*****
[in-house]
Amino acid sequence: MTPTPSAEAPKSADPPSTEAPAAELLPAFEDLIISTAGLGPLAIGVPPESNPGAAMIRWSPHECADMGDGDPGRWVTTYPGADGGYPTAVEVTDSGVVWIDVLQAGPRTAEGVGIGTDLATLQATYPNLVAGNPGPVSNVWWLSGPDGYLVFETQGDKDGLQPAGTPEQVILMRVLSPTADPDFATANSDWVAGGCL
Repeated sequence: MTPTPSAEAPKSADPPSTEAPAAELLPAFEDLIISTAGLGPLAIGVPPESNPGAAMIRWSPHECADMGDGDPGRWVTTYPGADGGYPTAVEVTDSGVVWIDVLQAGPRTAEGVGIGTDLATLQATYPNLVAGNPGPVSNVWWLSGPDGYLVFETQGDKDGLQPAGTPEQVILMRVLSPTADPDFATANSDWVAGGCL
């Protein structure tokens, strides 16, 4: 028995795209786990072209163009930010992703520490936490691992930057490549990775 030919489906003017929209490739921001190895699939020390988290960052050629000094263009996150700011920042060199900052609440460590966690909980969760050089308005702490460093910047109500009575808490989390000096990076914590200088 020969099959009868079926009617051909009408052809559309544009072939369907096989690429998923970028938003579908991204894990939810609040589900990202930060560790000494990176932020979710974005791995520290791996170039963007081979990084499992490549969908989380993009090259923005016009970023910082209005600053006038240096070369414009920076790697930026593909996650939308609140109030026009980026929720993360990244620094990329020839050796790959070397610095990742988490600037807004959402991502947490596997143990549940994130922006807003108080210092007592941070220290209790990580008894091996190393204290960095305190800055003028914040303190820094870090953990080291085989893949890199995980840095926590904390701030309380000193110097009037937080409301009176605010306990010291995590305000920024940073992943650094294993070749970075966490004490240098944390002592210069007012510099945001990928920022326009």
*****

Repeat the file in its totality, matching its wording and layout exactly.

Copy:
[in-house]
Amino acid sequence: MTPTPSAEAPKSADPPSTEAPAAELLPAFEDLIISTAGLGPLAIGVPPESNPGAAMIRWSPHECADMGDGDPGRWVTTYPGADGGYPTAVEVTDSGVVWIDVLQAGPRTAEGVGIGTDLATLQATYPNLVAGNPGPVSNVWWLSGPDGYLVFETQGDKDGLQPAGTPEQVILMRVLSPTADPDFATANSDWVAGGCL
Repeated sequence: MTPTPSAEAPKSADPPSTEAPAAELLPAFEDLIISTAGLGPLAIGVPPESNPGAAMIRWSPHECADMGDGDPGRWVTTYPGADGGYPTAVEVTDSGVVWIDVLQAGPRTAEGVGIGTDLATLQATYPNLVAGNPGPVSNVWWLSGPDGYLVFETQGDKDGLQPAGTPEQVILMRVLSPTADPDFATANSDWVAGGCL
């Protein structure tokens, strides 16, 4: 028995795209786990072209163009930010992703520490936490691992930057490549990775 030919489906003017929209490739921001190895699939020390988290960052050629000094263009996150700011920042060199900052609440460590966690909980969760050089308005702490460093910047109500009575808490989390000096990076914590200088 020969099959009868079926009617051909009408052809559309544009072939369907096989690429998923970028938003579908991204894990939810609040589900990202930060560790000494990176932020979710974005791995520290791996170039963007081979990084499992490549969908989380993009090259923005016009970023910082209005600053006038240096070369414009920076790697930026593909996650939308609140109030026009980026929720993360990244620094990329020839050796790959070397610095990742988490600037807004959402991502947490596997143990549940994130922006807003108080210092007592941070220290209790990580008894091996190393204290960095305190800055003028914040303190820094870090953990080291085989893949890199995980840095926590904390701030309380000193110097009037937080409301009176605010306990010291995590305000920024940073992943650094294993070749970075966490004490240098944390002592210069007012510099945001990928920022326009």